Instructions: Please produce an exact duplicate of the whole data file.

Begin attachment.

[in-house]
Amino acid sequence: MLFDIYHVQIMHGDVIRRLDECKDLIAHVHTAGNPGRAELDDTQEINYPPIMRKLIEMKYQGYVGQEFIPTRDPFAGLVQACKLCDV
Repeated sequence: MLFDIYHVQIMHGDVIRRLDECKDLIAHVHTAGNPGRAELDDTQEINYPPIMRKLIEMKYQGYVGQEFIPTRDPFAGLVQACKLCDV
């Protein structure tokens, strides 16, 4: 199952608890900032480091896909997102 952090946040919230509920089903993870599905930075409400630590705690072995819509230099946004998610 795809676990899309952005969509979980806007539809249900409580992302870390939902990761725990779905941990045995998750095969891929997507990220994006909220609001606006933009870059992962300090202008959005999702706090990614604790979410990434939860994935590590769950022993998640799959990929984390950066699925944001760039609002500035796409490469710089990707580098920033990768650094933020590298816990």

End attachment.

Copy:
[in-house]
Amino acid sequence: MLFDIYHVQIMHGDVIRRLDECKDLIAHVHTAGNPGRAELDDTQEINYPPIMRKLIEMKYQGYVGQEFIPTRDPFAGLVQACKLCDV
Repeated sequence: MLFDIYHVQIMHGDVIRRLDECKDLIAHVHTAGNPGRAELDDTQEINYPPIMRKLIEMKYQGYVGQEFIPTRDPFAGLVQACKLCDV
């Protein structure tokens, strides 16, 4: 199952608890900032480091896909997102 952090946040919230509920089903993870599905930075409400630590705690072995819509230099946004998610 795809676990899309952005969509979980806007539809249900409580992302870390939902990761725990779905941990045995998750095969891929997507990220994006909220609001606006933009870059992962300090202008959005999702706090990614604790979410990434939860994935590590769950022993998640799959990929984390950066699925944001760039609002500035796409490469710089990707580098920033990768650094933020590298816990």